EFL University Students' Journey in Claiming Their Foreign Language Identity

Document Type : Research Article


Department of Linguistics and Foreign Languages, Faculty of Literature and Humanities, Shiraz University, Shiraz, Iran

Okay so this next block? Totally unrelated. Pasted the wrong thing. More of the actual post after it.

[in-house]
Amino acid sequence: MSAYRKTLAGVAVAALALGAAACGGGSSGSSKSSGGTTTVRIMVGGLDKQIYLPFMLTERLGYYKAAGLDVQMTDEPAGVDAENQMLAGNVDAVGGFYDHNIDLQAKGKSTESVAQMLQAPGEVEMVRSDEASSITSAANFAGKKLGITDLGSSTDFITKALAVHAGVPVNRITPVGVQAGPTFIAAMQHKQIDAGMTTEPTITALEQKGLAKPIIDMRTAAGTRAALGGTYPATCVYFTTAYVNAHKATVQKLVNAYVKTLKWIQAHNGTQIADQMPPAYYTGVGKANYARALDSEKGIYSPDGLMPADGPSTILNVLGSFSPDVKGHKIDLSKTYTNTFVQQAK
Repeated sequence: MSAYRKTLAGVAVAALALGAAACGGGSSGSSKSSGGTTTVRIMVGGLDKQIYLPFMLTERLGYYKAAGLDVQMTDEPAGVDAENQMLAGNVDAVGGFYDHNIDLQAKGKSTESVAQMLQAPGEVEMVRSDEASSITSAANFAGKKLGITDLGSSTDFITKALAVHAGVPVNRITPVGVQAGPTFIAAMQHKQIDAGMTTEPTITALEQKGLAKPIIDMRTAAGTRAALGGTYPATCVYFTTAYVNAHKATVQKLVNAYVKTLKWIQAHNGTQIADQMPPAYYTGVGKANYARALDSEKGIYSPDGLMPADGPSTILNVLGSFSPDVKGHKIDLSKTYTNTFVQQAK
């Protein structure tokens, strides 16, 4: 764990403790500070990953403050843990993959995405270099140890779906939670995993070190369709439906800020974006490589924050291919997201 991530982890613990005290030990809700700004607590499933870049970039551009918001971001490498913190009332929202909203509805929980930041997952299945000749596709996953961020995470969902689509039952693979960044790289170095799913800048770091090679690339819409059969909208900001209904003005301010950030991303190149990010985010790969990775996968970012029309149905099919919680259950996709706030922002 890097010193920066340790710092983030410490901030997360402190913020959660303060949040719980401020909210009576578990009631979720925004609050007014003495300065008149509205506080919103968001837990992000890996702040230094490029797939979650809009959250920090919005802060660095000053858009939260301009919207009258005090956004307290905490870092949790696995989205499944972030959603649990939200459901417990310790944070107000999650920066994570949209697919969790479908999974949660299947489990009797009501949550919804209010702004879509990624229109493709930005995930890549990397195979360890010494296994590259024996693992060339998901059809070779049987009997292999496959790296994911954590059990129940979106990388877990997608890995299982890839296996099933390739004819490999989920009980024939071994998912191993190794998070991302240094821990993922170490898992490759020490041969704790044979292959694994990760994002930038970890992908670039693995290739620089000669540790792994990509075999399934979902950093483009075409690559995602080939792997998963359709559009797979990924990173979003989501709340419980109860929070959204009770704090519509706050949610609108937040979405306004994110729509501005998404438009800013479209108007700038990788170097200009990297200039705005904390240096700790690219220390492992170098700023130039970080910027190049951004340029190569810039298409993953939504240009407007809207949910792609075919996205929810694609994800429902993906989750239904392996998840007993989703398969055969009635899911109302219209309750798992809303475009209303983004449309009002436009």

Identity and agency, based on the related literature, are the central parts of any learning activities, especially for language instruction. Following a mixed-methods design, identity options and their related indicators were studied among EFL university students. To this end, a sociodemographic-based questionnaire and four writing tasks were utilized as the instruments, which were filled out by 334 EFL university students. The data were then analyzed through a six-phase thematic analysis (Braun & Clarke, 2006). Having deployed a concurrent transformative strategy, the researchers transformed the extracted codes and themes into numbers, then analyzed them descriptively and inferentially. The results of the study showed that five identity options were dominant among the participants. Four identity indicators of "native language", "gender", "major", and "proficiency level" were also found to significantly correlate with the five identity options and affect their intensity and salience. Our findings demonstrated that language learning is a process of constant and continuous negotiation of self-positioning and repositioning. The study also showed that identity options are determined by students' past trajectories, social and relational contexts, challenges, and cultural-based shared perceptions. The study suggests that learners' identities and histories are strategically implemented in pedagogy to develop a supportive space for the students to exploit their potential.